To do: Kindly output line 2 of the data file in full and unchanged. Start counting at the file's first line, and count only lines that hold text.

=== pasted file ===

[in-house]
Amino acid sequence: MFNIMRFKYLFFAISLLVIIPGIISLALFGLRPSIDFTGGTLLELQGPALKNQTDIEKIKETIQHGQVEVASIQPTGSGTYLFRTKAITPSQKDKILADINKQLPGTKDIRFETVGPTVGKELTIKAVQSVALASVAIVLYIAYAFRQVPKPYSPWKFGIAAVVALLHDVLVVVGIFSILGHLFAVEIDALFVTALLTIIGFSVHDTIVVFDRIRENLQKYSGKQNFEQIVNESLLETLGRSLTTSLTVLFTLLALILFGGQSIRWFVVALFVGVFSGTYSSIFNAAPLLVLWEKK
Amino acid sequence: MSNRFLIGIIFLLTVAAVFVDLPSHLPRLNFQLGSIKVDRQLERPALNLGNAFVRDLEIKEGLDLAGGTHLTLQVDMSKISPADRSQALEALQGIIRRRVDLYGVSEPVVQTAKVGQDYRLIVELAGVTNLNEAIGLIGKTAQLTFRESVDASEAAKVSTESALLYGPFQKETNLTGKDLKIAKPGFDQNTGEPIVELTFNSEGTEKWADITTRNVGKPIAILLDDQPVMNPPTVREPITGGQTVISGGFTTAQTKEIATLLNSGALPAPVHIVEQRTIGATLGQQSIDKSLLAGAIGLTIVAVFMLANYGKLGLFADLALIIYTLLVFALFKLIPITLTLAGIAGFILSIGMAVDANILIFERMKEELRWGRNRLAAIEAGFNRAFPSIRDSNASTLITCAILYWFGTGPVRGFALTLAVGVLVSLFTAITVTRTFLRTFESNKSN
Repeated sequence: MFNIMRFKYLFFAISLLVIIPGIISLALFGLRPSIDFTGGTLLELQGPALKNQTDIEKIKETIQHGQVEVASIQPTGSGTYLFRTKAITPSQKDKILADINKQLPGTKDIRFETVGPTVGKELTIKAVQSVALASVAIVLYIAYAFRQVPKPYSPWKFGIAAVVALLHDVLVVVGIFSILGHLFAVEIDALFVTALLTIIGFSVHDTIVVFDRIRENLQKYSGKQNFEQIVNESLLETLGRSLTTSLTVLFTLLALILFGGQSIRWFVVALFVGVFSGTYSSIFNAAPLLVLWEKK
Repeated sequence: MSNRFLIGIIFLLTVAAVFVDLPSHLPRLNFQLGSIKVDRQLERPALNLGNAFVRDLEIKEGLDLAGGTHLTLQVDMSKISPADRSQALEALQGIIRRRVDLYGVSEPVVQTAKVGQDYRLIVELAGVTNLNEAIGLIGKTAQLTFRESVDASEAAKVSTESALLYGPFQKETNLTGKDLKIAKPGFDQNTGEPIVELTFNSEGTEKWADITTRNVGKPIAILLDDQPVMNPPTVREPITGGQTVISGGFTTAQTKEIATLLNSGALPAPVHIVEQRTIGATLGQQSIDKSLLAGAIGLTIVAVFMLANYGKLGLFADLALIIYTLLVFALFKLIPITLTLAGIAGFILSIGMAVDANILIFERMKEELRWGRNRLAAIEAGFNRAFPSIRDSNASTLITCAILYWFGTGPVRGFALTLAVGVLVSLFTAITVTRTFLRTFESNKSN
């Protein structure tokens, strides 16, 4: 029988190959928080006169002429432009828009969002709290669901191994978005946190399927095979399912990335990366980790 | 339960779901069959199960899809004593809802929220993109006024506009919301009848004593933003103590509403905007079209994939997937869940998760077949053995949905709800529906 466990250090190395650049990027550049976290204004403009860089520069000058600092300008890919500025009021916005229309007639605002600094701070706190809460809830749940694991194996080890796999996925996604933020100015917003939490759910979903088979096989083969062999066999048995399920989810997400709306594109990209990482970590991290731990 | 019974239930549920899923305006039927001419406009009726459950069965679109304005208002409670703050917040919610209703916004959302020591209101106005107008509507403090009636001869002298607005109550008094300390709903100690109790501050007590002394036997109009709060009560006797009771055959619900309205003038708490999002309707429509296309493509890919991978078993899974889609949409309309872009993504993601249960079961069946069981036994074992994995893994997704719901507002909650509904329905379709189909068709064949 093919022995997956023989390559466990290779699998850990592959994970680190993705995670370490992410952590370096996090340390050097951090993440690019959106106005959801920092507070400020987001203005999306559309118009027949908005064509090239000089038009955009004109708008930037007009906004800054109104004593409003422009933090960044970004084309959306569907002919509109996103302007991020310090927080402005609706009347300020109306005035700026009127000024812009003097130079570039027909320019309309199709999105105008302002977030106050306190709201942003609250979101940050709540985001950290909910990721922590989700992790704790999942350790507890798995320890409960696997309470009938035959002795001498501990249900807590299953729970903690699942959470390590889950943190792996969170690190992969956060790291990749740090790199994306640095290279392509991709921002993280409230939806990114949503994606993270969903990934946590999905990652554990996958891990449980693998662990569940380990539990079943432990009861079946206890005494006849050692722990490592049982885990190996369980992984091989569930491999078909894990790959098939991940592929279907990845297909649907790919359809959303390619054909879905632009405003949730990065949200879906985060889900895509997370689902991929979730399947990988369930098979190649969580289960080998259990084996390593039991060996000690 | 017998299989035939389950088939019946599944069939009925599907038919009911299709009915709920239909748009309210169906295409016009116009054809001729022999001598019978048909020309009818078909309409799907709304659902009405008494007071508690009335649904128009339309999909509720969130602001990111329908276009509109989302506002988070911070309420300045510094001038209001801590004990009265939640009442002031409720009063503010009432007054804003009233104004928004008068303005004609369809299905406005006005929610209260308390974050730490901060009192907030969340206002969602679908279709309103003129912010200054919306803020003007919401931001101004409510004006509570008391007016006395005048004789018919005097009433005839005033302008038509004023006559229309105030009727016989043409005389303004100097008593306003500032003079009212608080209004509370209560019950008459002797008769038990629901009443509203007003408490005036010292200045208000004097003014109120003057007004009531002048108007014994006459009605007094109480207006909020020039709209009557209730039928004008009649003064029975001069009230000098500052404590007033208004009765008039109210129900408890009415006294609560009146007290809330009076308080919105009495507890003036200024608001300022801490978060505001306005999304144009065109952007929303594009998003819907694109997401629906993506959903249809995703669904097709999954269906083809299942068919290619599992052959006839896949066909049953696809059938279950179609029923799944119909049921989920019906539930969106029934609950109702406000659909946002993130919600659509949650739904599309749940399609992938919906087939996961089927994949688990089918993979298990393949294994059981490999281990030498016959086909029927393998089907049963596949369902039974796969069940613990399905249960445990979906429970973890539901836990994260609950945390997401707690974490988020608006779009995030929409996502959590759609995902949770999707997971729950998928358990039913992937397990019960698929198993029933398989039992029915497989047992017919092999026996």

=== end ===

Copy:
Amino acid sequence: MFNIMRFKYLFFAISLLVIIPGIISLALFGLRPSIDFTGGTLLELQGPALKNQTDIEKIKETIQHGQVEVASIQPTGSGTYLFRTKAITPSQKDKILADINKQLPGTKDIRFETVGPTVGKELTIKAVQSVALASVAIVLYIAYAFRQVPKPYSPWKFGIAAVVALLHDVLVVVGIFSILGHLFAVEIDALFVTALLTIIGFSVHDTIVVFDRIRENLQKYSGKQNFEQIVNESLLETLGRSLTTSLTVLFTLLALILFGGQSIRWFVVALFVGVFSGTYSSIFNAAPLLVLWEKK